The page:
Transcript

Transcript for Hill, William John, [Autobiography], in "Utah Pioneer Biographies," 44 vols., 32:82-83

From Nauvoo we went again to Iowa and did not start West until 1853. In the company were mother, step father, half brothers James and Hyrum, and my half sister Rachel. Others to make up the company were Orson Spencer, Jacob Houtz, the family of the sister of Jacob Houtz, Aldro Lord, Joel Terrill, Charles, Henry, Emily, Mary and Sarah Woodmansee and myself.

Although only a boy I took turn standing guard, helping to get game when needed, and assisted in every way possible as did the others. We, however, had an easier time than some of the early pioneers because we were well equipped with oxen, wagons and supplies. Weather conditions were as good as could be expected, yet there were hardships at the best, and we had to be constantly on guard against Indians and wild beasts. We had all the experiences, as did the other pioneers, of fording rivers, cattle stampedes, and Indian troubles.

My step father and I had two yoke of oxen, one yoke of cows, a span of horses, one light and one heavy wagon loaded heavily with freight. For food we had bacon, crackers, dried pumpkin, squash, dried fruit, flour and milk and butter from the cows. We would milk the cows in the morning, put the milk in a jar and by night through the chug and jar of the wagon it would be churned to butter.

When we reached the Missouri River we were detained three weeks waiting to ferry, the traffic was so heavy crossing east and west. It was here I had my first Indian trouble. I had been away from camp all day and upon returning found an Indian trying to steal mother's best blankets. She tried to make him understand that she was going West and needed them, but neither party was able to know what the other said as they each spoke a different language. I went into the tent, got the old musket and pointing it at the Indian told him to be off. He seemed to comprehend the words and started towards the river. As he jumped in he made a motion of defiance. I raised my gun to my shoulder and fired as he came up the bank on the other side. He was heard to say, by some boatsmen who knew his language, that he would get even. Not knowing the nature and policy of the Indians I regretted my rash act afterwards. Three days later we crossed the river and one day out from there we came across a company of thirteen wagons under Captain Hazard going to California who had been attacked by the Pawnees, the tribe to which the Indian belonged. The guard was killed and the provisions stolen. We always thought the Indian had taken the company for us and had raided them.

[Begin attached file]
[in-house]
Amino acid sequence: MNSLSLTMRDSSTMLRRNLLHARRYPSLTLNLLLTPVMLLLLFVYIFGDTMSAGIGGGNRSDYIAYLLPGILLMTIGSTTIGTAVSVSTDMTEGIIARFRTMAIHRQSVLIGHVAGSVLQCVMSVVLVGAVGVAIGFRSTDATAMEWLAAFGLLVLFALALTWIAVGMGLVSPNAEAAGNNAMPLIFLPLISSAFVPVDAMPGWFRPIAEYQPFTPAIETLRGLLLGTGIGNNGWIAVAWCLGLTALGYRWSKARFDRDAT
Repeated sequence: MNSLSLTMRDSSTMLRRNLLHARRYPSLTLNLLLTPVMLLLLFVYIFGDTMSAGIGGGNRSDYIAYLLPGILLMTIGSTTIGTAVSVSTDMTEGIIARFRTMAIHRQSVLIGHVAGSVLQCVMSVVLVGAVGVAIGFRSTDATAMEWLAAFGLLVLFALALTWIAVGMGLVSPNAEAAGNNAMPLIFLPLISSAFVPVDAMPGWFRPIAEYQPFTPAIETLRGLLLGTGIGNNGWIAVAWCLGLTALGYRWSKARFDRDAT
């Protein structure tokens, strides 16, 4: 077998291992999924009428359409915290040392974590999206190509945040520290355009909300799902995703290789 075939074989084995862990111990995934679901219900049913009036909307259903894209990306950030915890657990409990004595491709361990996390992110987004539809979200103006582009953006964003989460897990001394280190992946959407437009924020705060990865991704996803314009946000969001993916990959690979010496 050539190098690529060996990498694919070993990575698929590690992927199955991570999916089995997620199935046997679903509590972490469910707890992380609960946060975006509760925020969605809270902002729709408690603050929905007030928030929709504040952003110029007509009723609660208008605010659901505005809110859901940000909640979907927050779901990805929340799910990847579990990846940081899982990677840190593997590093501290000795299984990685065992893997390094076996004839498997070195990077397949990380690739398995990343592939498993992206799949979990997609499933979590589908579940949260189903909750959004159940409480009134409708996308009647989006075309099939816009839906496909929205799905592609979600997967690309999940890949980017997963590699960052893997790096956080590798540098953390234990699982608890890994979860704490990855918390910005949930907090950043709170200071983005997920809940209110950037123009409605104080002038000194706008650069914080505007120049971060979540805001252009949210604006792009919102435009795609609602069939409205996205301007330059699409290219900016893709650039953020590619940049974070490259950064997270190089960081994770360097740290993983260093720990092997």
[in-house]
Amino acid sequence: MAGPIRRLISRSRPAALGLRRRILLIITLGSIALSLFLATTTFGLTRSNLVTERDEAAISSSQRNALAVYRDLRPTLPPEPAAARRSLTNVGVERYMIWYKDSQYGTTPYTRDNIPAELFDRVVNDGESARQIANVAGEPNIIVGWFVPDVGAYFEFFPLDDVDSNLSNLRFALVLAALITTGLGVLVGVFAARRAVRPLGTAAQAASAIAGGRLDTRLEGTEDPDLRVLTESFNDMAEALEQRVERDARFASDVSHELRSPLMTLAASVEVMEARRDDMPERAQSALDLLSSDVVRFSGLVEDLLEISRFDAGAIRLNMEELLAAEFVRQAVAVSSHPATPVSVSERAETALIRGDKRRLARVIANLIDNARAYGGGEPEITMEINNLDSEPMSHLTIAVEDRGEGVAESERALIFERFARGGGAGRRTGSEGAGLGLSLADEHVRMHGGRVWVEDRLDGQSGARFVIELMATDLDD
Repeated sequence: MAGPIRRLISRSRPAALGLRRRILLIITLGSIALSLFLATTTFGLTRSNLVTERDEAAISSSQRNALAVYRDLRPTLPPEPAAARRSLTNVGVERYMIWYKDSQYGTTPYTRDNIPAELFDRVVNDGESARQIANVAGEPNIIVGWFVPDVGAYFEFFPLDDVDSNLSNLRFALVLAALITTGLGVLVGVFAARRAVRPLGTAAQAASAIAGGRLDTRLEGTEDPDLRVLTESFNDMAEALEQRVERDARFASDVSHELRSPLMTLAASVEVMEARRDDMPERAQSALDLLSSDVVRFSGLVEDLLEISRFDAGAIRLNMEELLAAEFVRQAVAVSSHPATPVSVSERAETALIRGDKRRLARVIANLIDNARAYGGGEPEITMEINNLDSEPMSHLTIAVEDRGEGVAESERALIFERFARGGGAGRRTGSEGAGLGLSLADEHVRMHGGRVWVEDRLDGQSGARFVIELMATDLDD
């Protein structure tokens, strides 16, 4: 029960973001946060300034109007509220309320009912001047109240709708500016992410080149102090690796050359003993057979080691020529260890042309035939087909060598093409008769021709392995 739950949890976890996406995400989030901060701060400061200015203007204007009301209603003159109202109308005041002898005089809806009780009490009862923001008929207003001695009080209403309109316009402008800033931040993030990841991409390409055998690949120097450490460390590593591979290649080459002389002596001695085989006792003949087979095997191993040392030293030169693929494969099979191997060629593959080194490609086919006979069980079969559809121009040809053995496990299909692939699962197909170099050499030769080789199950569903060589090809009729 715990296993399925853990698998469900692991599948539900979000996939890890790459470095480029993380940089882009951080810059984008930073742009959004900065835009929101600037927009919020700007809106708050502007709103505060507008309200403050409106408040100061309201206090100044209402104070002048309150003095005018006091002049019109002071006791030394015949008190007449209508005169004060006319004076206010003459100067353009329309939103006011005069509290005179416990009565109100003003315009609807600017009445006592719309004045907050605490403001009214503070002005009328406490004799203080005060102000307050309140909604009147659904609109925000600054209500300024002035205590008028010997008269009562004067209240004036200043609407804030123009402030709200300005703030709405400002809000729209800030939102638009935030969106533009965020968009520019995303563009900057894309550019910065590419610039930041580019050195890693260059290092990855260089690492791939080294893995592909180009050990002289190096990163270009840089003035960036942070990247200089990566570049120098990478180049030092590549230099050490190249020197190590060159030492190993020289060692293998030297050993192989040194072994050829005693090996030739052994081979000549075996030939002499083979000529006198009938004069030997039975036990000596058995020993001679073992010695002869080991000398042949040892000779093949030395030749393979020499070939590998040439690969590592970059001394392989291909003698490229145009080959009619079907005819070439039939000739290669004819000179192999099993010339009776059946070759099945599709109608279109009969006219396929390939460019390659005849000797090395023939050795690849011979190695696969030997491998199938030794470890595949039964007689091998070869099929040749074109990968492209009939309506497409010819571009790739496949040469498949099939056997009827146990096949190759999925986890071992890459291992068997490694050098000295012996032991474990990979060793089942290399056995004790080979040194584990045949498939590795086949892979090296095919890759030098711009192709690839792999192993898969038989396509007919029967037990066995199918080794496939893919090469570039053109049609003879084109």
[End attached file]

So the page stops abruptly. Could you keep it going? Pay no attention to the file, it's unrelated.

When nearing the West we seemed to have more and more trouble with the Indians. One day we met a lone man whose party had met with them. He had escaped with his life and two horses. He had no food and was practically destitute of clothes. We gave him some supplies and he proceeded East alone.

While traveling through the Black Hills we caught up with two companies which had met with misfortune at the hands of Indians. They were going to California and were large in number. They had four or five hundred horses and oxen, some thirty-five vehicles and a goodly number of persons. We joined with them and gave each other support until we had passed the dangers from Indians.

When we were two days out from Laramie, Wyoming we met a California company who had been raided and robbed by the Rapahoes, whom we found the most troublesome. They asked to buy clothes and as they could well afford it, having preserved their gold from California, they offered to pay $100 for 100 pounds of flour. We could not spare so much but did sell them 50 pounds for $25. We gave them some bacon and cooking utensils.

One day while in Wyoming we espied an Indian blanket in a tree. All of the boys claimed to have been the first to see it and to decide the matter we ran a race to the tree. As I neared it and getting a whiff of wind from the direction of the tree I stopped and told the others they could have it. We found it contained the body of a dead Indian which had from appearances been there several days. Many things we learned concerning the wild red men as we went on and many more after settling in Utah.

Just to give an idea of the prices in early days in Utah. While nearing our journey's end we came across an alkali lake. We shoveled and sacked up some saleratus, which we found could be had for the digging and when we got to Salt Lake sold 25 pounds for $25. This was used in cooking.

We arrived in Utah for October conference 1853, after two months travel. Our company had covered 1,100 miles and we were indeed grateful for the reception given us by the saints and more so to know we had come that long hazardous journey and could now make a home unmolested by our enemies of the East.

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